In a summer or cooling mode of operation, pump (52) circulates pool water from the swimming pool 1 to the heat pump (3) through conduit segments (8), (9), (11) and (12). The pool water circulates through first coil circuit (6) whereupon heat from the air in the building is transfered to the pool water, which, when recirculated back to the swimming pool (1) through conduit segments (13), (14) and (15), has the effect of heating the pool. Meanwhile, hot gases produced in the heat pump are passed through the energy conservation unit (42) through gas conduit (43). The unit (42) takes water from a hot water storage tank (47) through conduit (46) and heats the water with the hot gas. Heated water flows back to the storage tank (47) through conduit (45), while the gas recirculates from the unit (42) back to the heat pump (3) through conduit (44). Valve (53) selectively controls the gas flow through conduit (43), (44).

A thermostat within the building (not shown) controls the operation of the system. As long as the pool water temperature does not exceed 88 F., the heat pump, cooled by the pool water, will cool the ambient air within the house while simultaneously heating hot water for domestic use in the house and heating the pool water. If the pool water temperature exceeds 88 F., the pool pump can be used at night to circulate water from the pool to the solar collectors through water conduit segments (8), (24), (25), (26) and to recirculate water to the pool through conduit segments (28) and (29) to cool the water.

A series of valves (30), (31), (32), (33), (34), (35), (36), (37), (38) and (39) are used to direct the flow of water through the various conduit segments and define a variety of different flow paths.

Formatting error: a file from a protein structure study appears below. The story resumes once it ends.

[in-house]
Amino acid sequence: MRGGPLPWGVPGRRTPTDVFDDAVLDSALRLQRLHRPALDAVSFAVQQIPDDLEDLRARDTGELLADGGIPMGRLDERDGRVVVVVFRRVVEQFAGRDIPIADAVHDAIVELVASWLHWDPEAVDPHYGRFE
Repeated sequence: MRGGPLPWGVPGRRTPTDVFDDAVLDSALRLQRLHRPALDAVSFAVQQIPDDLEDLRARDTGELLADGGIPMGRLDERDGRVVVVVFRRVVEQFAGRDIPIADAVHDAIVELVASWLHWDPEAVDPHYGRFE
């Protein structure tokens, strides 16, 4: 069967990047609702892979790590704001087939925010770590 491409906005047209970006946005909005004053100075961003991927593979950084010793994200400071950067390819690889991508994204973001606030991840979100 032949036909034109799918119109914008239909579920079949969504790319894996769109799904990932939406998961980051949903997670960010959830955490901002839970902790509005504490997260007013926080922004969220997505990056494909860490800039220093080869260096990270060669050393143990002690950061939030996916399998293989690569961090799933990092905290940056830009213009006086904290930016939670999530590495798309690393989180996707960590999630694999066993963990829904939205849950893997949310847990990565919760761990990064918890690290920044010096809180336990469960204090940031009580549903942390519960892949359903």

In a winter or heating mode of operation, as long as the pool water remains at or above 65 F., pump (52) circulates pool water to heat pump (3) as described for the summer or cooling mode of operation. In order to maintain the pool water temperature at or above 65 F., the pool pump (41) circulates pool water from the swimming pool (1) to the solar collectors (4) during daylight hours in order to heat the pool water. If solar collectors cannot sufficently maintain the pool water temperature, then the system may be switched over to a secondary water source, i.e., well water. Well pump (40) circulates well water from the well (51) to the heat pump (3) through conduit segments (50), (49), (11) and (12) and recirculates the return water either to a shallow return water well (18) through conduit segments (13), (16) and (17) to the garden sprinkler (21) through conduit (13), (16), (19) and (20) or to the rooftop sprinkler (23) through conduit segments (13), (16), (19) and (22).

While the invention has been described with reference to specific embodiments, the exact nature and scope of the invention is defined in the following claims.

Patent Citations
Cited PatentFiling datePublication dateApplicantTitle
US964464 *Sep 10, 1909Jul 12, 1910William A Crawford-FrostHouse-cooling and lawn-sprinkling device.
US3910490 *Mar 21, 1974Oct 7, 1975Jr William E SaypaliaSolar energy heat and cooling system
US4165037 *Jun 21, 1976Aug 21, 1979Mccarson Donald MApparatus and method for combined solar and heat pump heating and cooling system
US4167965 *Jul 22, 1977Sep 18, 1979Carrier CorporationIntegral water-refrigerant-air heat exchange system
US4330040 *May 12, 1980May 18, 1982Ence Gerald RFire prevention and cooling system
US4353412 *Feb 19, 1980Oct 12, 1982Krumhansl Mark UHeating and cooling system
US4375831 *Jun 30, 1980Mar 8, 1983Downing Jr James EGeothermal storage heating and cooling system
Referenced by
Citing PatentFiling datePublication dateApplicantTitle
US5542260 *Aug 31, 1994Aug 6, 1996Bourne; Richard C.Night-storage underfloor cooling systems
Classifications
U.S. Classification165/48.2, 239/209, 165/45
International ClassificationF24D11/02, F24F5/00
Cooperative ClassificationY02B10/70, Y02B10/24, F24D11/0221, Y02B30/126, F24F5/0046, Y02B10/20
European ClassificationF24D11/02C2, F24F5/00F
Legal Events
DateCodeEventDescription
Feb 23, 1999FPExpired due to failure to pay maintenance fee
Effective date: 19981216
Dec 13, 1998LAPSLapse for failure to pay maintenance fees
Jul 7, 1998REMIMaintenance fee reminder mailed
Jun 15, 1994FPAYFee payment
Year of fee payment: 8
Jun 12, 1990FPAYFee payment
Year of fee payment: 4